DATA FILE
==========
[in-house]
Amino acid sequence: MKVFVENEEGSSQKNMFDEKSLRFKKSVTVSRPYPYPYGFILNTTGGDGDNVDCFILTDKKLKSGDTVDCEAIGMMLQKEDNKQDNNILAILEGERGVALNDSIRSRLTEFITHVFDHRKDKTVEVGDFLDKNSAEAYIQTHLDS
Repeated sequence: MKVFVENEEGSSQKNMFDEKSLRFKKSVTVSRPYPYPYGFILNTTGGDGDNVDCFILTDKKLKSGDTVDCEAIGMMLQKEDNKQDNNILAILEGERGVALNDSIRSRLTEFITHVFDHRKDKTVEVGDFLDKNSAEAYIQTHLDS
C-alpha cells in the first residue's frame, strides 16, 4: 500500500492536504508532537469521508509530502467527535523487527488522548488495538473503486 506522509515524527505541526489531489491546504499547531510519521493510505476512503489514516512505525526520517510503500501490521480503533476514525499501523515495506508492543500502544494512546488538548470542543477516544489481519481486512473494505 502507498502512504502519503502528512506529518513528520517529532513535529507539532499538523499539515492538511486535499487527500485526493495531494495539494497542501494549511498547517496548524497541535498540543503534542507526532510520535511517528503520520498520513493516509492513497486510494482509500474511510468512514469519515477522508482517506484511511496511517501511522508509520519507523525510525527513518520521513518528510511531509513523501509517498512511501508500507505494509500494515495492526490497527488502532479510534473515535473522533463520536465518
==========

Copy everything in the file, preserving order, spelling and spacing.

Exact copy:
[in-house]
Amino acid sequence: MKVFVENEEGSSQKNMFDEKSLRFKKSVTVSRPYPYPYGFILNTTGGDGDNVDCFILTDKKLKSGDTVDCEAIGMMLQKEDNKQDNNILAILEGERGVALNDSIRSRLTEFITHVFDHRKDKTVEVGDFLDKNSAEAYIQTHLDS
Repeated sequence: MKVFVENEEGSSQKNMFDEKSLRFKKSVTVSRPYPYPYGFILNTTGGDGDNVDCFILTDKKLKSGDTVDCEAIGMMLQKEDNKQDNNILAILEGERGVALNDSIRSRLTEFITHVFDHRKDKTVEVGDFLDKNSAEAYIQTHLDS
C-alpha cells in the first residue's frame, strides 16, 4: 500500500492536504508532537469521508509530502467527535523487527488522548488495538473503486 506522509515524527505541526489531489491546504499547531510519521493510505476512503489514516512505525526520517510503500501490521480503533476514525499501523515495506508492543500502544494512546488538548470542543477516544489481519481486512473494505 502507498502512504502519503502528512506529518513528520517529532513535529507539532499538523499539515492538511486535499487527500485526493495531494495539494497542501494549511498547517496548524497541535498540543503534542507526532510520535511517528503520520498520513493516509492513497486510494482509500474511510468512514469519515477522508482517506484511511496511517501511522508509520519507523525510525527513518520521513518528510511531509513523501509517498512511501508500507505494509500494515495492526490497527488502532479510534473515535473522533463520536465518